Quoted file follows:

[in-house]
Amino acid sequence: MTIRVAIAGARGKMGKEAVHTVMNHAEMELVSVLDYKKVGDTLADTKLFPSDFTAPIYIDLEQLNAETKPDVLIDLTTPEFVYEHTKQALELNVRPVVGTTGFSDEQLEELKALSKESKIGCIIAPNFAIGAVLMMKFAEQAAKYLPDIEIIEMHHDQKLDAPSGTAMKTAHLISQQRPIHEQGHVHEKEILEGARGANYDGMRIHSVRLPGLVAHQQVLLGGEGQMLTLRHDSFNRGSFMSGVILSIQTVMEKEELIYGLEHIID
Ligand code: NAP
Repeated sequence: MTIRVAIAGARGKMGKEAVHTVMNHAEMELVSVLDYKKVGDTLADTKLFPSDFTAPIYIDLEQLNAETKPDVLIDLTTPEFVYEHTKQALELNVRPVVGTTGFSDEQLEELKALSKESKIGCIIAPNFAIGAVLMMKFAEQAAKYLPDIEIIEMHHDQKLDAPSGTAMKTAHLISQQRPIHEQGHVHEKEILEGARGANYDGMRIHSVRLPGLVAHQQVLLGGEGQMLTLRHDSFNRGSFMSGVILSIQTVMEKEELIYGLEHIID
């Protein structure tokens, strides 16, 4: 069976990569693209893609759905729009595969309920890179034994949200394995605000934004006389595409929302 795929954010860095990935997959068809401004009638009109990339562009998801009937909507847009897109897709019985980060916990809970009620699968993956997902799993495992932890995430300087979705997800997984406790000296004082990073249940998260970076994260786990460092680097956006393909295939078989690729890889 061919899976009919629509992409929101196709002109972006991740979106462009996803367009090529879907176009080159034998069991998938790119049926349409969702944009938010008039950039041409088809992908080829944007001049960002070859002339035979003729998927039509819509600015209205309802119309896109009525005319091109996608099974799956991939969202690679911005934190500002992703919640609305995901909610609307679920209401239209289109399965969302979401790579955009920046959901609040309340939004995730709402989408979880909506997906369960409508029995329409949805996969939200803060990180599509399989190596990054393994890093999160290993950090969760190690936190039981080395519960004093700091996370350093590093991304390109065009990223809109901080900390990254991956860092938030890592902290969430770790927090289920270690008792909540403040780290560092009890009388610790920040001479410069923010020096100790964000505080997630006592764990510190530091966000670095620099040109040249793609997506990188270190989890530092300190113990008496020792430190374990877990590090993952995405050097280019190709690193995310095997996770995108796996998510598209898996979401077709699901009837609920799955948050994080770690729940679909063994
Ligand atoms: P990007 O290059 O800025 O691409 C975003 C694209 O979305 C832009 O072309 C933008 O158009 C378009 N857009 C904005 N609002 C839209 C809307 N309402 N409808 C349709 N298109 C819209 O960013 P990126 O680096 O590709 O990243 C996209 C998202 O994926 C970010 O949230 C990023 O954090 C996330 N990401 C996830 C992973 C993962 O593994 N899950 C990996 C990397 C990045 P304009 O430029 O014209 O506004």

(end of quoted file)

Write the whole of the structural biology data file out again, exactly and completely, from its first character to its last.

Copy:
[in-house]
Amino acid sequence: MTIRVAIAGARGKMGKEAVHTVMNHAEMELVSVLDYKKVGDTLADTKLFPSDFTAPIYIDLEQLNAETKPDVLIDLTTPEFVYEHTKQALELNVRPVVGTTGFSDEQLEELKALSKESKIGCIIAPNFAIGAVLMMKFAEQAAKYLPDIEIIEMHHDQKLDAPSGTAMKTAHLISQQRPIHEQGHVHEKEILEGARGANYDGMRIHSVRLPGLVAHQQVLLGGEGQMLTLRHDSFNRGSFMSGVILSIQTVMEKEELIYGLEHIID
Ligand code: NAP
Repeated sequence: MTIRVAIAGARGKMGKEAVHTVMNHAEMELVSVLDYKKVGDTLADTKLFPSDFTAPIYIDLEQLNAETKPDVLIDLTTPEFVYEHTKQALELNVRPVVGTTGFSDEQLEELKALSKESKIGCIIAPNFAIGAVLMMKFAEQAAKYLPDIEIIEMHHDQKLDAPSGTAMKTAHLISQQRPIHEQGHVHEKEILEGARGANYDGMRIHSVRLPGLVAHQQVLLGGEGQMLTLRHDSFNRGSFMSGVILSIQTVMEKEELIYGLEHIID
């Protein structure tokens, strides 16, 4: 069976990569693209893609759905729009595969309920890179034994949200394995605000934004006389595409929302 795929954010860095990935997959068809401004009638009109990339562009998801009937909507847009897109897709019985980060916990809970009620699968993956997902799993495992932890995430300087979705997800997984406790000296004082990073249940998260970076994260786990460092680097956006393909295939078989690729890889 061919899976009919629509992409929101196709002109972006991740979106462009996803367009090529879907176009080159034998069991998938790119049926349409969702944009938010008039950039041409088809992908080829944007001049960002070859002339035979003729998927039509819509600015209205309802119309896109009525005319091109996608099974799956991939969202690679911005934190500002992703919640609305995901909610609307679920209401239209289109399965969302979401790579955009920046959901609040309340939004995730709402989408979880909506997906369960409508029995329409949805996969939200803060990180599509399989190596990054393994890093999160290993950090969760190690936190039981080395519960004093700091996370350093590093991304390109065009990223809109901080900390990254991956860092938030890592902290969430770790927090289920270690008792909540403040780290560092009890009388610790920040001479410069923010020096100790964000505080997630006592764990510190530091966000670095620099040109040249793609997506990188270190989890530092300190113990008496020792430190374990877990590090993952995405050097280019190709690193995310095997996770995108796996998510598209898996979401077709699901009837609920799955948050994080770690729940679909063994
Ligand atoms: P990007 O290059 O800025 O691409 C975003 C694209 O979305 C832009 O072309 C933008 O158009 C378009 N857009 C904005 N609002 C839209 C809307 N309402 N409808 C349709 N298109 C819209 O960013 P990126 O680096 O590709 O990243 C996209 C998202 O994926 C970010 O949230 C990023 O954090 C996330 N990401 C996830 C992973 C993962 O593994 N899950 C990996 C990397 C990045 P304009 O430029 O014209 O506004």